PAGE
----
Vintage Hands Across the Sea postcards are easy to come by in flea markets and never cost much more than a few cents or pennies – they were presumably produced in great numbers in the early part of the last century. If the postcard was sent during war years, however, when families and loved ones were separated by conflict, they often have a story to tell – and for collectors of paper ephemera, sometimes those stories are the true intrinsic value of these cards. This particular postcard, published by UK company “National” Series, is just such an example.
This lovely example of a chromolithographic print with gold lettering features a bunch of poinsettias and the usual clasping hands motif common to all Hands Across the Sea cards, in this case, female hands, judging by the cuffs. Poinsettias are a popular Christmas decoration, but this card was posted on 16 May, 1918, six months before the armistice of the First World War on 11 November 1918, and carries a postal cancellation encouraging the British people to "Buy National War Bonds". These campaigns must have been highly effective as War Savings Certificates, or War Bonds, proved a huge success and continued throughout the inter-war years too.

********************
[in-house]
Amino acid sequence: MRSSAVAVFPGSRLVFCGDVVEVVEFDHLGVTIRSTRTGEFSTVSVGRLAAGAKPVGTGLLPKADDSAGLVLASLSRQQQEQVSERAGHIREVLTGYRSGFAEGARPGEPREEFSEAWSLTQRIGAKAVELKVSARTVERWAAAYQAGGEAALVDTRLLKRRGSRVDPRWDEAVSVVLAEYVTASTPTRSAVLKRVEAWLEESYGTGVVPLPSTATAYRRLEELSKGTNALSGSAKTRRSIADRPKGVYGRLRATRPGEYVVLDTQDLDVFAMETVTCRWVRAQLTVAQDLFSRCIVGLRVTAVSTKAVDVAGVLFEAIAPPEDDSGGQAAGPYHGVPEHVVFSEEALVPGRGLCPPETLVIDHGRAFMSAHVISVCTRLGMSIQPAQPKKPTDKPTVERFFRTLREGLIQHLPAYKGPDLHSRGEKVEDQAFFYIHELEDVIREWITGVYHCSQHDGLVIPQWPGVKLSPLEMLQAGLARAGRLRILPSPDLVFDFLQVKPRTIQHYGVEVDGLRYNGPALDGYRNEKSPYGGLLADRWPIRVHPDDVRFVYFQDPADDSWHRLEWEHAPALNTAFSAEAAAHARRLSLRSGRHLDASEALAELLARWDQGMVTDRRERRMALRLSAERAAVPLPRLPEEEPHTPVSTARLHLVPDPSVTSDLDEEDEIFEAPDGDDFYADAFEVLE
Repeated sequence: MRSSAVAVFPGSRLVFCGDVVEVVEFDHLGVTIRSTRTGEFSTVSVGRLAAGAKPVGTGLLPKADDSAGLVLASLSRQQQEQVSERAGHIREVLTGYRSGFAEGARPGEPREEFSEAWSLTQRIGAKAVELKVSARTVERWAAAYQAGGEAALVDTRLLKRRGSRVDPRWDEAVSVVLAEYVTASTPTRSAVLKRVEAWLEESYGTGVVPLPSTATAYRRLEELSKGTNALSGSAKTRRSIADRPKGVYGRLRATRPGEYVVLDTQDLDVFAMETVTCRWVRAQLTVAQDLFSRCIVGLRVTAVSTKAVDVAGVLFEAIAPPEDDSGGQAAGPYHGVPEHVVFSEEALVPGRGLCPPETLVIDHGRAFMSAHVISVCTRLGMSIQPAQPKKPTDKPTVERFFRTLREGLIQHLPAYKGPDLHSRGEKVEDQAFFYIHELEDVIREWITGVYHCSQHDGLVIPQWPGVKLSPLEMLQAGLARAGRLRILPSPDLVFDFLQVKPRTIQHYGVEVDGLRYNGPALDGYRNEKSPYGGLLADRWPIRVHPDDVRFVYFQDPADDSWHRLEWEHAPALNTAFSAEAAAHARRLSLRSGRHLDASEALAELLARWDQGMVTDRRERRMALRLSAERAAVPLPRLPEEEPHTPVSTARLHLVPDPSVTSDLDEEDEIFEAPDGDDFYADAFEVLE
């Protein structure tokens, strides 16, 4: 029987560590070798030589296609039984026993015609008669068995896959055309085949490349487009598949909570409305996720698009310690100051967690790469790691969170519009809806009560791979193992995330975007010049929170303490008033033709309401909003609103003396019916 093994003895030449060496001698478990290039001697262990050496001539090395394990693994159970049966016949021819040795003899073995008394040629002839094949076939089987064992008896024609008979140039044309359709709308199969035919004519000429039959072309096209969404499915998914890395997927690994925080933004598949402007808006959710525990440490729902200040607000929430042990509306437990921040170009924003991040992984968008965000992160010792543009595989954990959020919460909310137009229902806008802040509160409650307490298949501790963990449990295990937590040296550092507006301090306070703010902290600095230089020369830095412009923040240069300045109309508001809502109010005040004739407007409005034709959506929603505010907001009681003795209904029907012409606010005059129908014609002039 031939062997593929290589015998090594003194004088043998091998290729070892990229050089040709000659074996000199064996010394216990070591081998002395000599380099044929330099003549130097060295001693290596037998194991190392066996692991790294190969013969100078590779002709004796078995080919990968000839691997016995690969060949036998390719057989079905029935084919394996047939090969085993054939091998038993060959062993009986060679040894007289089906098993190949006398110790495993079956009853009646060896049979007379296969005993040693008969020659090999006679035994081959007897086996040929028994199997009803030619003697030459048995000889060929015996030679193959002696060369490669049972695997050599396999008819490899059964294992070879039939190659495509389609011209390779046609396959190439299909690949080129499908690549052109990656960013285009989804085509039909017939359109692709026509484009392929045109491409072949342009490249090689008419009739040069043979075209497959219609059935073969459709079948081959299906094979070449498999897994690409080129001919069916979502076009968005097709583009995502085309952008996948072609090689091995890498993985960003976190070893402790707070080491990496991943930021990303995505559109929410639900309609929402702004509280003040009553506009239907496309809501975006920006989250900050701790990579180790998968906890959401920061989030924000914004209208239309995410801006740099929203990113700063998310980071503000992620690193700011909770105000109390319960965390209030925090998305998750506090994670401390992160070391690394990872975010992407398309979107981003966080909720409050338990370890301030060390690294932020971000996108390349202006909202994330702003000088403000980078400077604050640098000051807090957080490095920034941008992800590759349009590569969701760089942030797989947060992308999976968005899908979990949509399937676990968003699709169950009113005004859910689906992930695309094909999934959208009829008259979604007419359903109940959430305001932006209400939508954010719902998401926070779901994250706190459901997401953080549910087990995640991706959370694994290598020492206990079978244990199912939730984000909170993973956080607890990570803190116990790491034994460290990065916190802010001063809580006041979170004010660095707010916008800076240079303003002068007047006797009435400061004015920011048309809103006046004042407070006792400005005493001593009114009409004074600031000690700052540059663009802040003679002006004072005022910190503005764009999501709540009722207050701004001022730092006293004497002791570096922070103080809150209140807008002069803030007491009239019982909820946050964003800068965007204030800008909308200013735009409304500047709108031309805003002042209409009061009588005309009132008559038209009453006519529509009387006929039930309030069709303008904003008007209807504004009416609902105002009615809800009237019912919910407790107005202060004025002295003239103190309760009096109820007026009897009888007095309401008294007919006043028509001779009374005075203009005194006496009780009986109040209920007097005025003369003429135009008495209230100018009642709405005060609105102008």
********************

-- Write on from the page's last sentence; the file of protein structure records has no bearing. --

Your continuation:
The card is addressed to a woman with the amazing name of Violet Light. The message on the reverse of the card was written in ink with a very fine nib and is quite faint:
Dear VioletThere is a note on the left hand side that adds:
Just @ [PC?] to
let you know I reach
Taunton quite safe
& I was sorry I
did not see you
before I left but
I think I will see you again. I am
leaving for the ship tonight
Wednesday so cheer up.
I will send you my address on the next letter
remember me to all at home. Good Bye from
forgot toIndeed, the postmark is stamped as Plymouth, which was an important port during World War I. Curiously, Taunton - the place in which Harry was stationed over night – is my home town!
it from the
One cannot be certain, of course, but looking at the effusiveness of the kisses at the end, this would seem to be a romantic farewell, whilst mention of catching a ship in 1918 points to an overseas posting for Harry in the Great War. “I think I will see you again” in this context becomes incredibly moving and one cannot help but wonder as to whether Harry ever saw his Violet again.
Find more vintage postcards over at Beth's postcard blog The Best Hearts are Crunchy and join other collectors on Postcard Friendship Friday.